July 19, 2012 @ 1:08 AM

Family video converting to DVD

When transferring your home videos, the pluses of DVDs outweigh those of VHS tapes. VHS film can degrade over time and the tape casings are vulnerable to damage also as well make the tape useless. Storage is easier with DVDs since they take up less space than videos. In addition the definition of the footage and sound is greater on DVDs.


 

So how does one convert video tapes to DVDs to salvage them for the future? There are many options.  For starters, you could use a VHS to DVD conversion 

 

But if you are computer savvy you can do it yourself, and even though we are in the converting business , we also like to help out where we can and share the info we know, so you know.

 

The computer savvy will probably use  their computer  to transfer their videos  to DVD. It requires reproducing  the video to a digital file on the computer using an analog converter. The file gets reduced to MPEG-2 format before being burned onto a DVD. This method takes some time, but it allows you to make adjustments  to the movies , like special effects or music , before you copy it . Depending on the burning program that you use, you possibly could add a menu or other special options. The process can be very slow because you have to transfer the file twice: first from the video to the computer and then again from the laptop or desktop to the DVD.

 

To save on time and effort, you can copy the tapes  to a DVD without the use of a computer. There are two possible ways to do this:

 

The first involves getting a DVD recorder that allows input from another source. Just connect your VCR player by cables to the DVD recorder and while the footage plays, it records.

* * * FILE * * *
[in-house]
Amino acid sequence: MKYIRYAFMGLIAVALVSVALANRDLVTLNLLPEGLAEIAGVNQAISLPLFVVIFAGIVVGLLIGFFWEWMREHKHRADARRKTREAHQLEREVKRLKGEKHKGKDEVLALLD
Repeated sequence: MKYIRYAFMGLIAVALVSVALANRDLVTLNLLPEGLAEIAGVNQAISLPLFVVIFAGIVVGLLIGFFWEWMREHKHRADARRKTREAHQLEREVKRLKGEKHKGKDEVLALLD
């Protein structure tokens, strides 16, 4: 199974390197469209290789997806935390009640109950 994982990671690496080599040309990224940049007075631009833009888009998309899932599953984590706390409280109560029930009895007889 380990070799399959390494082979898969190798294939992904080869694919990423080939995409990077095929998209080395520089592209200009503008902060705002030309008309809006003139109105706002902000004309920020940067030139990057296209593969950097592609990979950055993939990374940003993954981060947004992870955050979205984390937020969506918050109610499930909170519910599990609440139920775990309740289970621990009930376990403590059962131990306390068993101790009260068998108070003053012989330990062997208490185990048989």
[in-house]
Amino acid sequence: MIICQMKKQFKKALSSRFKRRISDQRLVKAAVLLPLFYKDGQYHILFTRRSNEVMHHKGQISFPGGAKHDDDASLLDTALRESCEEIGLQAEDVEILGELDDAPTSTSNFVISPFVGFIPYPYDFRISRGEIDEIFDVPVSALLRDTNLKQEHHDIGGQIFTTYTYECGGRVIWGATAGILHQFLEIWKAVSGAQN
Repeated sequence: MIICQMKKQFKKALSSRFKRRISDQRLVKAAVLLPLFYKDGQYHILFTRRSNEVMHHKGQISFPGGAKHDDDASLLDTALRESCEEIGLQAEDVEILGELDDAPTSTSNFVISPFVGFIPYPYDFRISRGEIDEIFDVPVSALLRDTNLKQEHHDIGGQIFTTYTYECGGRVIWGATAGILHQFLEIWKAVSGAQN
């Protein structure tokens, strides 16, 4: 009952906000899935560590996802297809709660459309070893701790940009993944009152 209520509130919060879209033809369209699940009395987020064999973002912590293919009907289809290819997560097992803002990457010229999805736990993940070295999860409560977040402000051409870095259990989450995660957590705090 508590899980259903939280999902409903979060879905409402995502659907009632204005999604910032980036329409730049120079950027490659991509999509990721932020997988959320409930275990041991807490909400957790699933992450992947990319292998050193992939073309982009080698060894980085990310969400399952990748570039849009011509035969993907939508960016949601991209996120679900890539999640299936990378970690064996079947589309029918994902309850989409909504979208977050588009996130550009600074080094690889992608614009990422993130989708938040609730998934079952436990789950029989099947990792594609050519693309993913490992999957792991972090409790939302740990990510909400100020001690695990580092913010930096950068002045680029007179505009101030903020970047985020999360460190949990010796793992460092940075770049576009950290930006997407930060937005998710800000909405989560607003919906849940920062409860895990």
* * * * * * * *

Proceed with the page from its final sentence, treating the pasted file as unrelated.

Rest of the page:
You could also purchase a combination DVD/VCR recorder. It does the same thing as the previous option without needing to connect any cables.

 

If you do the conversion yourself, be sure that you have cleaned the heads of the VHS tapes between duplicating films. Old home movies  carry a lot of dust or other particles that could block up the VCR. And because you are copying directly from the video  to the DVD, any picture quality problems  you have with the video will show up  on the finalized DVD. Knowing that if you have videos which are recorded at S.L.P. you will not get the same quality  of recording onto a DVD as if the video was recorded at S.P. If you find the quality  is not acceptable for you, consider changing your method of converting.

 

For more info visit our blog at http://www.vintagevhs.net/Video_Editing_blog.html

 

Converting home movies from VHS-C tapes present only minor problems. VCRs and VHS or Hi-8 camcorders are with R.C.A. modulation video  and sound outputs that can be easily connected to a DVR or a DVD Recorder as well as to a computer port such as U.S.B. using an adapter and video software.

 

Unlike VHS and Hi-8 tapes played on VCRs and camcorders, older home movie reels of family videos  present a different obstacle to convert them to a digital formats. The older 8mm  projectors do not have movie video output jacks. The older film projectors never converted the movies to any analog signal, what they did was just to mainly pass the photo images  on footage in front of the projector light. There's no easy way to directly duplicate this content to a digital format.

 

Consider using Vintage VHS conversion services to transfer the videos; just $10 a reel!

http://www.vintagevhs.net/8mm_conversions.html

Based on how many videos you have and your budget, hiring a professional to do it may be the best option . Family members might usually are more than happy to chip in for the conversion if they end up with copies themselves. Getting a group of contributors could make this option even more affordable.